This months cover image is a slight tip of the hat to the wonderful film poster for Hitchcock’s Vertigo, created by the masterful Saul Bass.

Rather than using the ‘whirlpool of terror’ imagery, we’ve cleaned it up! Downsizing may seem daunting, but this special report
by our resident Investigator, Jodie Walker helps to clarify and promote new ways of thinking about the task.

Saul Bass (1920-1996) created imagery for many films, for great directors such as Alfred Hitchcock and Stanley Kubrick. His distinct typographic style has enjoyed many ‘revivals’ over the years, and the playfulness of his imagery is still celebrated today.

– Saul Bass

On Your Terms

Four years ago, Secret Agent’s founder, Paul Osborne wrote a short book about the property market for anyone looking to make moves in that space.

When released in 2010, it was available for purchase in e-book form from the website for $10. It received wonderful feedback from the industry and the public.

We have decided to reinstate it’s availability in 2014, as a free resource.


On Your Terms

The ideas in On Your Terms are simple, well rounded and helpful, a great introduction to anyone new to the market, or those looking to refresh.

We encourage all interested in ‘one’s shelter’ to have a read, to reinvigorate attitudes for the changing times ahead.

Click Here to have a read!

Self Managed Super Funds and Property; What To Look Out For

Self Managed Super Fund purchases are still quite a new frontier in the realm of property buying. The shyness for many investors on entering financial markets has helped create this trend.

However, it has a few more challenges than conventional property buying, these include the level of deposit required, as well as the type of property allowed to be acquired.

We’ve found a list of unacceptable properties that will stop a bank or lending institution providing credit for a Self Managed Super Fund Property purchase:

  • Units or apartments with less than 45 square metres of living area
  • Converted Hotels or motels
  • Churches or places of worship (Converted or otherwise)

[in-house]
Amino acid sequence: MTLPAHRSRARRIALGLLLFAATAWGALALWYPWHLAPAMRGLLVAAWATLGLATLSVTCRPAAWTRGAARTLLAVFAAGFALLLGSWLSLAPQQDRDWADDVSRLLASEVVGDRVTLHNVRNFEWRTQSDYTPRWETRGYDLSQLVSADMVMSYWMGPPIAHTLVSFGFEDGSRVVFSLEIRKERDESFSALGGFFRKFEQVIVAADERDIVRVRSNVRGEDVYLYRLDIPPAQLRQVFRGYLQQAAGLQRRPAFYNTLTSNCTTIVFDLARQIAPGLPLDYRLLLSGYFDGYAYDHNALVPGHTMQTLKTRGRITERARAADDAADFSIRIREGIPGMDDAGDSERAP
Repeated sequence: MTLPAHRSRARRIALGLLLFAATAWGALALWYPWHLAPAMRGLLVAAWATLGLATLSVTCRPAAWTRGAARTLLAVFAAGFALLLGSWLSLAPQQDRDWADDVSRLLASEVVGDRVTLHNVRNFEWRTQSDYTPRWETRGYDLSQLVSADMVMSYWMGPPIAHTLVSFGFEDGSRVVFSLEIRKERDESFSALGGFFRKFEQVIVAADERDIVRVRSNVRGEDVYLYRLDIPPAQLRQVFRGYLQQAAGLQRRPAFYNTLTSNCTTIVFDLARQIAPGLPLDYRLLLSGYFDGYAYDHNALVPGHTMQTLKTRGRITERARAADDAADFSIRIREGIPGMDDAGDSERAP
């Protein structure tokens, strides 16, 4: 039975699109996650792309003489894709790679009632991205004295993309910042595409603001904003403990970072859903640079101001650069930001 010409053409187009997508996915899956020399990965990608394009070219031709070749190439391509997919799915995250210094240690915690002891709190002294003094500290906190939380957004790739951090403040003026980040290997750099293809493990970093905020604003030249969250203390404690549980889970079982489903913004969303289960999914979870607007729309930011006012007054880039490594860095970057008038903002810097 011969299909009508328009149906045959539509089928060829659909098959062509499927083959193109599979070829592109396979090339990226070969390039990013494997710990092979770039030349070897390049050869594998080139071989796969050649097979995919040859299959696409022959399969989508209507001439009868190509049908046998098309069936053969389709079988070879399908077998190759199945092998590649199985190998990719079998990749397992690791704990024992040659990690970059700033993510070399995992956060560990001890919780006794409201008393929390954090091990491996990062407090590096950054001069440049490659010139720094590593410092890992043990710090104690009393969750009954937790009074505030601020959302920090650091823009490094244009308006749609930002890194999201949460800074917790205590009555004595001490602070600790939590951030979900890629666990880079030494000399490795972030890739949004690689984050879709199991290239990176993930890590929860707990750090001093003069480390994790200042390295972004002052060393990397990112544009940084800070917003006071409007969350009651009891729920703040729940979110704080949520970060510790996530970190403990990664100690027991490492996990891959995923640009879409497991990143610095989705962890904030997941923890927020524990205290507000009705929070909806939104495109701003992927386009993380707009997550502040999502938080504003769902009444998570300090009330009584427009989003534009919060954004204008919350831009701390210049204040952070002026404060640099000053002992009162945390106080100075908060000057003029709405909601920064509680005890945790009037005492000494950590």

• Residential property with a commercial content or used for a commercial purpose
  • Commercial or industrial property
  • Relocatable homes
  • Leasehold other than Crown Leasehold
  • Any property in excess of 50% per borrower in any one completed development that has a maximum of 8 properties in the development (duplexes are acceptable), or any property in excess of 4 per borrower in any one completed development where there are more than 8 properties in the development.
  • Boarding houses or hostels
  • Brothels
  • Specialised student accommodation
  • Any property subject to a rental guarantee (display homes and State and Federal government properties are acceptable however)
  • Any property that is subject to a ‘two tier’ market
  • Home units attached to management rights of the complex
  • Any property located in a flood zone greater than 1:100 year frequency
  • Any property located on a contaminated site, or land holding greater than 40 hectares (100 acres)
  • Any property that is used for the purpose of farming
  • Specialised or unique dwellings
  • ‘Over 55’s’ dwellings
  • Property with a capital value less than $60,000 (land and improvements)
  • Any property that will require developments of more than two dwellings on it
  • Boundary of property located within 50 metre of high voltage transmission lines
  • Properties with partly finished construction work
  • Serviced apartments
  • Studio apartments or bedsitters
  • Any property located on a island that is not accessible by road
  • Any property with a ‘lease for life’ convenant on the title

Self Managed Super Fund purchasers should seek advice before committing to a property contract, as the rules are tight.

As always, do your homework!

The Signal Point

We’ve been looking forward to this day.

The 29th of January is a signal point of the year kicking into gear for 2013.

January is, without doubt, the quietest month of the year in real estate.

Many are away, and thanks to much of the vendor population in Melbourne being of the age when they have a child or two, school holidays are a massive diversion to property trading.

So welcome back. Options and new marketing campaigns will start to increase. This year might still prove to be a slower start, yet it’s a start – which counts!

Traditionally Spring is the most dominant time in property trading, however March can be one of the busiest months of the year.

Owners seeking uninterrupted 5 week auction campaigns will have this in their sights.

After the Australia Day Weekend has passed, it indicates a signal point to us that we are moving from a dormant market to an active one.

Home Alone

From Secret Agent Researcher, David Goei.

A tradesman we were speaking with recently commented how he had been working throughout the whole of New year’s Day, with 16 break ins occurring on the 31st of December, and no one wanting to fix them up. Most of these occurred in the North and Western suburbs, with sliding doors and  windows being the main points of entry.